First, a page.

Honor the King
Glorify the Father
The Greeks who request to see Jesus not only represent ‘the whole world’ (cf. notes on v. 19), but they stand in contrast to the Pharisees who are exasperated by Jesus’ growing influence.
Strictly speaking, Jesus does not respond to the direct request of the Gentiles, but to the situation that their request represents. At the very moment when the Jewish authorities are turning most virulently against him, some Gentiles begin to clamour for his attention. This is not unlike one of the great themes of Romans 9–11: apart from a remnant, Israel as a whole rejects their Messiah, but by his death and resurrection he sweeps into his covenant community large numbers of Gentiles who had earlier been excluded from the people of the covenant. In this instance, however, the approach of the Greeks is for Jesus a kind of trigger, a signal that the climactic hour has dawned.
This request is nothing other than an articulation of the principle that has controlled his life and ministry (7:18; 8:29, 50). The servant who does not stoop to his own will, but who performs the will of the one who sent him—even to the death of the cross—is the one who glorifies God. But the focus of the prayer transcends mere acquiescence; it betrays acquiescence that is subsumed under the passionate desire to bring glory to God, in much the same way that the petition ‘hallowed be your name’ in the Lord’s model prayer presupposes the active obedience of the one who is praying.
Believe in Both
Then John again quoted from Isaiah (6:10) to explain that the nation as a whole was unable to believe. Because they constantly rejected God’s revelation, He had punished them with judicial blindness and deadened … hearts. People in Jesus’ day, like those in Isaiah’s day, refused to believe. They “would not believe” (John 12:37); therefore they could not believe (v. 39). Similar illustrations of God’s punishing of persistent sin by hardening are common (Ex. 9:12; Rom. 1:24, 26, 28; 2 Thes. 2:8–12).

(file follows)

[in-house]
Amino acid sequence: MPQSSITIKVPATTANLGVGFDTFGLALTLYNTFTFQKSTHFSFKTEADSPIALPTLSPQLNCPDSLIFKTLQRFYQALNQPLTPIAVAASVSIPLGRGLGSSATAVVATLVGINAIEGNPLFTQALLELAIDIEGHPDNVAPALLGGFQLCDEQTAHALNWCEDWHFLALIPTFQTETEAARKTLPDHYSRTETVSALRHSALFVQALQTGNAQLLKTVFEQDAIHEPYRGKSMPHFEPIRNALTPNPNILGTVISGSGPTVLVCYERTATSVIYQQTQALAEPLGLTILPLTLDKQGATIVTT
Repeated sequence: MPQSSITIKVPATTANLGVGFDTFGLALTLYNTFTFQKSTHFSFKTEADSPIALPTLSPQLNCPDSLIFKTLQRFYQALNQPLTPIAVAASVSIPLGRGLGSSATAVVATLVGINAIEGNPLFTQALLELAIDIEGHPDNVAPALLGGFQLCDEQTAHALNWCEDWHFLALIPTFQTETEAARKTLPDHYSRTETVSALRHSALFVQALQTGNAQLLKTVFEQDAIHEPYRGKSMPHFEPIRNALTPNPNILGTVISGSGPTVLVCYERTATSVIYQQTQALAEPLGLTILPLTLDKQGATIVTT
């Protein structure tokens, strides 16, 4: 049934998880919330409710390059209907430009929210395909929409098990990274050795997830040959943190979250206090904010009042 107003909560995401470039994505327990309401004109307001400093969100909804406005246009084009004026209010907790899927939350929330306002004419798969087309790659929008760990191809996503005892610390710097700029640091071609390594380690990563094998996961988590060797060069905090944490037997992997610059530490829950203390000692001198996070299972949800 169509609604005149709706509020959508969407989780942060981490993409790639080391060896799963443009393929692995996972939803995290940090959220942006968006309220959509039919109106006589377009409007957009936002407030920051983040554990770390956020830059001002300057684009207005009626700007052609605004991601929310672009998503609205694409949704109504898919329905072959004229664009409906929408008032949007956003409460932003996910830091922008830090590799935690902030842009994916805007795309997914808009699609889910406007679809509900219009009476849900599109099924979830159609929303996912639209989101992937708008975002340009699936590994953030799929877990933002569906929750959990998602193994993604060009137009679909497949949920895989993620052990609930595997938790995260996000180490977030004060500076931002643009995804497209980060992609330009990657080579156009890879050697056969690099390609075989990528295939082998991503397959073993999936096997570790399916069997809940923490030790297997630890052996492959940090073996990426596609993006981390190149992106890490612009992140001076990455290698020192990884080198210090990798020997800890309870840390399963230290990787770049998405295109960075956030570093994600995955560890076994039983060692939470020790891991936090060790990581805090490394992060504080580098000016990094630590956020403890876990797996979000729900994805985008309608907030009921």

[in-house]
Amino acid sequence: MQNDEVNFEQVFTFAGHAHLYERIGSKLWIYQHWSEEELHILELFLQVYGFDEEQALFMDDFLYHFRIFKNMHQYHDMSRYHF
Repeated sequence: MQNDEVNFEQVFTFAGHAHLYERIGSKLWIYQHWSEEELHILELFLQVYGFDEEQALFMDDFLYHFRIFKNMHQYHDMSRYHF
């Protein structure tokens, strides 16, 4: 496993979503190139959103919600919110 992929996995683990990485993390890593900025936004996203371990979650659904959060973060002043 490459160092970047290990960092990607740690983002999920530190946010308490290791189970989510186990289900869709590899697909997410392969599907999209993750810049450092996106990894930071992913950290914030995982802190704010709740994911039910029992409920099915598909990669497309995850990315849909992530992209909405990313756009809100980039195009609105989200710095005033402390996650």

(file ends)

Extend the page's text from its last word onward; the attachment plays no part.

v. 39 insists that it was for this reason that the people could not believe. On the other hand, such unambiguous predestinarianism is never set over against human responsibility: v. 37 presumes there is human culpability, and v. 43 articulates an utterly reprehensible human motive for the unbelief.
In spite of massive national unbelief, the situation was not hopeless. God always has a remnant. Many individuals in high places did believe in Jesus, but for fear of being put out of the synagogue they did not openly confess Him. They feared men’s opinions and loved men’s praise … more than God’s praise.